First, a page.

Don't Judge a TOJ by the Size of His/Her Shorts

On the Fourth of July over thirty years ago, I was at the start of a five mile race on a then-dirt road that runs along Horsetooth Reservoir, just outside Ft. Collins, Colorado. I had lined up in the second row behind the really fast people wearing singlets and skimpy dayglo shorts. Although I was in good shape and expected run the hilly course in pretty good time, I wasn't a serious racer with any expectation of placing, especially with some of very competitive local runners I recognized in front of me, including one who would soon be one of the top 10K road runners in the U.S.

One guy caught my eye when he took up a position almost right in front of me because he looked like he didn't belong there. He was large, with tent-like baggy shorts and ridge of fat bulging from under a x-large T-shirt. I wondered if he was arrogant or just plain ignorant lining up where everyone most of the field would have to run around him in the first hundred yards.

But when the starting gun fired, he pulled away from most of us and quickly disappeared over the first hill, with the lead pack, in a cloud of dust. By the time I crossed the finish line, he was relaxing with some other early finishers, laughing and drinking a beer. Later when they announced the results, I found out he had finished fifth. He had come within a minute of the winner, the guy who would go on to national fame and a contract with Nike. The heavy mystery runner had come from somewhere up in Wyoming. I never saw him again, but I never forgot him.

I thought of him when I picked up a book called Shape Up with the Slow Fat Triathlete by Jayne Williams, a large athlete who has weighed upwards of 240 lbs. and has also completed over twenty triathlons, among her other athletic accomplishments. I enjoyed her book for lots of reasons. Although it talks most directly to women, the book is full of useful facts and suggestions on training, attitude, competition, clothing, nutrition, and health. With humor and light heartedness, she addresses everything from Lycra and energy gels to hydration and the color of healthy urine. Her words have the authentic ring of experience; when she describes a greasy concoction to help avoid rubbing your butt raw on a bike seat during a long ride, you know she has been there, done that. The core information is pertinent to athletes of all ages and genders, including TOJs.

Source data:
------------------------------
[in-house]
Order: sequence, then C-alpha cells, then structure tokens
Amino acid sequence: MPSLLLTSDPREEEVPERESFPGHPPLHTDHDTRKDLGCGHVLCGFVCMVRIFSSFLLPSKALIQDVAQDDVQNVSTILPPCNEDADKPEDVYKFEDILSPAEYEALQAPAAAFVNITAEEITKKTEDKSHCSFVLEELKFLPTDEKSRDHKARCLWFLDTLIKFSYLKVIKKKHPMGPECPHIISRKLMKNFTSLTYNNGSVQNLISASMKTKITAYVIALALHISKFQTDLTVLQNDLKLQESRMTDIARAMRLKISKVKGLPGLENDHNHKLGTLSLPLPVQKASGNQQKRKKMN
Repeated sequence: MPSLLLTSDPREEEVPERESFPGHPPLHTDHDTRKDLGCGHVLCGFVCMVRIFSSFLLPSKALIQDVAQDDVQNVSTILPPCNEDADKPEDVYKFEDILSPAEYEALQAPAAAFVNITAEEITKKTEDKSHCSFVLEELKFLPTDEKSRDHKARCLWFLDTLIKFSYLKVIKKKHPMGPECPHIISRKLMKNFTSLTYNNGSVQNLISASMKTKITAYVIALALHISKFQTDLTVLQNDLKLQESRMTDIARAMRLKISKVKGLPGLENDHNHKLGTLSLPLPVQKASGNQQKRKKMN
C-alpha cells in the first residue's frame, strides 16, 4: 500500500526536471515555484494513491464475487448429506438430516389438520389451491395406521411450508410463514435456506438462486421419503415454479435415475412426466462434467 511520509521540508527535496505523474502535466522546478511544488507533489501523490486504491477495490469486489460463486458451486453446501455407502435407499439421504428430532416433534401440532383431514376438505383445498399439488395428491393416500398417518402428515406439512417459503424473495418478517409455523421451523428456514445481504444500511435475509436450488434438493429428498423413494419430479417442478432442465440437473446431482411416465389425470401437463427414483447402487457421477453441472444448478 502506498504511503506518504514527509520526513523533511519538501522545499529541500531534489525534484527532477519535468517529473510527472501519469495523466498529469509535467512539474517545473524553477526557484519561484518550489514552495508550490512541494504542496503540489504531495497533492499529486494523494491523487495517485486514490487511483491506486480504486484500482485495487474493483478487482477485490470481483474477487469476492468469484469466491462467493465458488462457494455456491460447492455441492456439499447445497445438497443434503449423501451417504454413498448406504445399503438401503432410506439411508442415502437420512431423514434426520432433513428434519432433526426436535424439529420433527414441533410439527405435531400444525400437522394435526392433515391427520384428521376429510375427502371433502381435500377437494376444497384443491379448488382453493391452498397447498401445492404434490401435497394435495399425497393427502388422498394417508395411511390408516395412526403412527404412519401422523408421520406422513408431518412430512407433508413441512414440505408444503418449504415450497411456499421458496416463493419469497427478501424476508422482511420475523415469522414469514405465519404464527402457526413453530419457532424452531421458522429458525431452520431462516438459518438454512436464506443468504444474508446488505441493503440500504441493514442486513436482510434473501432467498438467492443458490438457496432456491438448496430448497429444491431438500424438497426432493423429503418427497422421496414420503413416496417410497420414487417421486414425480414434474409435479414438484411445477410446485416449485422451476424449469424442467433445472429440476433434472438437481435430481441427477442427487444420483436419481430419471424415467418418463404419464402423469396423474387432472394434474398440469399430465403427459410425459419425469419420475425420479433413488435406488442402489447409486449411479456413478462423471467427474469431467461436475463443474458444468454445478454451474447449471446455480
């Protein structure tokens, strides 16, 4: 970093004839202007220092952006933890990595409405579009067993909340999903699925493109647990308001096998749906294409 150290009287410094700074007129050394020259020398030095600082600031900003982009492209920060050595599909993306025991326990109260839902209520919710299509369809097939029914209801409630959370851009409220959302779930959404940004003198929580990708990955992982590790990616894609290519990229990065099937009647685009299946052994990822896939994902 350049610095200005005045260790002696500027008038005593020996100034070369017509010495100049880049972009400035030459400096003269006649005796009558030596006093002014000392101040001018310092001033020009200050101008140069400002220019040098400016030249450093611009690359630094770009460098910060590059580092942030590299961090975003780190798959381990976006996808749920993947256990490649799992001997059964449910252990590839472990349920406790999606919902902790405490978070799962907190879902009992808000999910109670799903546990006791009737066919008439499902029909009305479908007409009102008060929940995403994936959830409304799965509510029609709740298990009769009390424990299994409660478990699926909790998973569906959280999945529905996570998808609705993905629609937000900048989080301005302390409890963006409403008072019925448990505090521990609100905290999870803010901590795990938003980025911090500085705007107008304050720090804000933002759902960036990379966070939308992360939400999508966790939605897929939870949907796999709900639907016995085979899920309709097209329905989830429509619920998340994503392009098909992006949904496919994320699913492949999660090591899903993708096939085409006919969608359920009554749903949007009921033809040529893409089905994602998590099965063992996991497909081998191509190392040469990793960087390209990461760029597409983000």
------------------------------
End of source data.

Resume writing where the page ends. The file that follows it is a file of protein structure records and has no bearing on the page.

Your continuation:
But it's not the facts that drew me to her book. It was because she conveys such a deep and abiding love for exercise that is shared by every TOJ. Reading her insights, you realize she has fought personal and physical battles to be athletic, starting with being a heavy woman in an body image-obsessed culture and rising to the real challenge of moving that body with skill in one of the toughest endurance competitions. The simple laws of physics dictate that a heavier runner will expend more energy and effort to cover the same distance as a flyweight. And the heavier runner will endure exponentially higher forces on his or her joints, especially the knees.

"Heavyset" and "endurance sports" seem to be concepts that are at odds, but Jayne proves that is just conventional (and wrong) wisdom. Exercise is fun and good for everyone. People of all shapes and sizes love it and have a right to participate in any pursuit they choose. Much of what she has to say about heavy athletes is true for TOJs as well. Until very recently, it was an unspoken rule that as we age, we become less active, as if all there is to do when your hair turns grey is to voluntarily resign yourself to a sedentary life of checkers, knitting and television. The cultural signals are all around us. When you pick up a copy of Runners World, you will never see a heavy runner, nor will you ever see a TOJ.

Jayne Williams gets it -- you pursue your physical passions for your own reasons, whether it's a race or a jog in the park. You will likely never win anything. You may never look sleek or strong. Physical effort might be hard for you and sometimes you might get injured. Other times you will become tired and lazy. Sometimes you train like a Spartan and watch what you eat, other times you eat like a pig. The athletic life is dynamic because your body, the weather, the terrain, skills, techniques, equipment, everything is constantly changing. It's what you have chosen to do, despite all odds. It's how you fill your time, like a Zen master sits on a cushion and stares at a wall.

And after all is said and done, Williams, like a TOJ, feels a great sense of joy, humility, and gratitude. In a book with many memorable lines, my favorite reads: "Simply being able to move your body around is something that should make you feel awed and grateful every day." To that, this TOJ would only add: Amen.

No comments: